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- Canadian film director and screenwriter
- Taiwanese actor
Length: 2 hours 36 minutes
Director: Denis Villeneuve
Screenwriters: Jon Spaihts, Denis Villeneuve, Eric Roth
Cast: Timothée Chalamet, Rebecca Ferguson, Oscar Isaac, Josh Brolin, Stellan Skarsgård, Jason Momoa, Zendaya, Charlotte Rampling, Dave Bautista, Javier Bardem, Sharon Duncan Brewster, Stephen McKinley Henderson, Chang Chen, David Dastmalchian
In theatres from 16 September 2021 (Singapore); United States/HBO Max release on 22 October 2021
3.5 out of 5 stars
This review contains spoilers for Dune.
Dune might be a great movie – if it actually covered the whole novel that it's based on, instead of half of the book. That said, the movie already has a runtime of two and a half hours, so covering the whole book might well take five hours. (Yeah, word of advice: empty your bladder before watching Dune.)
That's a big "if" – because Frank Herbert's classic science fiction saga wasn't just one book. Dune, regarded as the best-selling science fiction novel of all time as well as the best literary work of science fiction, was the first in a series of six novels which were published in the '60s up till the '80s – and after Herbert's death, his son wrote two more novels to finish the story based on his father's notes. The huge length and epic scale of the Dune saga have proved difficult for filmmakers to adapt for movies and television over the years, though many have tried. The latest one to try is director Denis Villeneuve.
Don't get me wrong. Villeneuve's Dune – subtitled as "Part One" – isn't so much a bad movie as an incomplete movie. Its storyline ends at the mid-way point of the original novel. Therefore, I don't think I'm in a position to judge the work as a cohesive film – nevertheless, I have to judge the film that has indeed been made. The movie-making business is ultimately a money-making business; the studio Warner Bros. is still waiting to evaluate the response to this first part, which cost US$165 million, before greenlighting the second part.
Villeneuve, who directed the high-concept sci-fi films Arrival and Blade Runner 2049, returns to his favourite genre with this foray into the universe of Dune. The seminal Dune novels could be regarded as "Game Of Thrones but in space": in a galactic empire 10,000 years in the future, various noble houses and political factions fight for control of the planet Arrakis and its precious resource, "spice".
Spice, also called "melange" in Herbert's novels, is a substance produced by the sandworms, gigantic carnivorous creatures that live beneath the sands of the desert planet. When consumed, spice has narcotic properties that are crucial for space travel, allowing navigators to guide ships through warp space. As such, Arrakis and spice harvesting have become the locus of an interstellar politico-economic conflict.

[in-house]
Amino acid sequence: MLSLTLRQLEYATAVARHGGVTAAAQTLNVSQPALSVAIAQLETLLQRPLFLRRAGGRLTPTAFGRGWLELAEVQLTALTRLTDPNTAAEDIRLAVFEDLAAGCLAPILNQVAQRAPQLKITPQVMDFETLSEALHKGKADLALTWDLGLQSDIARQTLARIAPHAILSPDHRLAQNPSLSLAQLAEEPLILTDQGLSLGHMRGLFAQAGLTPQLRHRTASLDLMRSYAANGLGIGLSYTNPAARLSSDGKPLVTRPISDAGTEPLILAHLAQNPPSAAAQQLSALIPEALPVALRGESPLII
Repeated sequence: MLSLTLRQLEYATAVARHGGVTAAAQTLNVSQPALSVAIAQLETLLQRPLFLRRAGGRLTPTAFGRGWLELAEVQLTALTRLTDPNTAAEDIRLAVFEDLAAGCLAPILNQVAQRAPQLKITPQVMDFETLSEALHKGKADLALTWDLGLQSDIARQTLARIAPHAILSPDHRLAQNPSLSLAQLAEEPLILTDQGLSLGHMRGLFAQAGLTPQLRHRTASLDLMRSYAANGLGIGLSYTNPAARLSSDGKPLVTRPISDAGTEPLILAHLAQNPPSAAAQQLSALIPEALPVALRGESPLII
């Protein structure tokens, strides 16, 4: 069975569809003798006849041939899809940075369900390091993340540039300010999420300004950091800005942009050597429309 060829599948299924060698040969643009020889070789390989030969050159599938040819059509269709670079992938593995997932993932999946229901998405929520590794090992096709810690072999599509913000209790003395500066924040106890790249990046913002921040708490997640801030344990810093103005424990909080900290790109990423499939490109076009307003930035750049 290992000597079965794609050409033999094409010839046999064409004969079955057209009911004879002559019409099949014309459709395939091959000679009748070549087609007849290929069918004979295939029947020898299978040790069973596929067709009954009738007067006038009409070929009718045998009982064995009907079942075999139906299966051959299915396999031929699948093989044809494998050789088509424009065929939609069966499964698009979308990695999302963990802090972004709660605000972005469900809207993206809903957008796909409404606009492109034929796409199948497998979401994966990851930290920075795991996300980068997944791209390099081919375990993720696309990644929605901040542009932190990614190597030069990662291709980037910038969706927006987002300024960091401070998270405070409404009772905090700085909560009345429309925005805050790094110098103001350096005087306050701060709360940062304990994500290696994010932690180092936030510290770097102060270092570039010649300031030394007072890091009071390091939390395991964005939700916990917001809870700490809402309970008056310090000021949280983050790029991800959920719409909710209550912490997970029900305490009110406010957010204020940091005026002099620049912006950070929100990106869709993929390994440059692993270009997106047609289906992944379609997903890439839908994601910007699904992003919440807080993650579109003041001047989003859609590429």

The Imperial court appoints the noble house of Atreides to take over the administration of Arrakis' spice operations. However, the former masters of the lucrative business, House Harkonnen, are plotting to destroy House Atreides to recover their wealth and power.
As I mentioned, this iteration of Dune isn't a bad movie. It just depends on what you're looking for when you enter the cinema – are you here to begin a journey into a story of epic scope? Or are you looking for a popcorn-bite-sized self-contained piece of escapist entertainment? Dune: Part One is the former but certainly not the latter.
The movie's world-building and visuals are top-notch, from costumes to CGI to special effects, amply making the futuristic setting believable (having said that, there was one piece of projector technology in a blink-and-you'll-miss-it shot that looked exactly like a projector we use now, LOL.)
The cast is also top-notch, including Timothée Chalamet, Rebecca Ferguson, Oscar Isaac, Josh Brolin, Stellan Skarsgård, Jason Momoa, and Zendaya. Enough said. Although I will say this: Zendaya and Javier Bardem are grossly underused. Again, likely a problem owing to the incomplete nature of the story.
For fans of action and adventure, there are the requisite fights and explosions as the rival Houses of Atreides and Harkonnen scheme and counter-scheme against each other.
However, from what we can see in the half of the story that was explored, not much more is portrayed of the main character, young Paul Atreides (Timothée Chalamet), other than his confusion as he inches towards his destiny as the leader of the native people of Arrakis, the Fremens, in their battle against imperial oppression. By the end of the movie, he has still only just been inducted as a member of the Fremens (in a plot development that is frankly rather abrupt and baffling.) Furthermore, the film suffers from a draggy last act which culminates in an anti-climactic cliff-hanger (which, once more, may be attributed to the truncated story.)
To call Paul the "main character" is disingenuous, however, because he is not the main character of the Dune universe – there is no one main character. He appears to be the main character in this film, but he never really has a proper arc or dramatic conflict. He's a pivotal character in the first book, for sure. But the grand scope and themes of the Dune saga extend far beyond Paul and what this film can tackle. If you hope to see Villeneuve's whole vision for the saga, you had better round up everyone you can get to watch the movie and help its box office sales.
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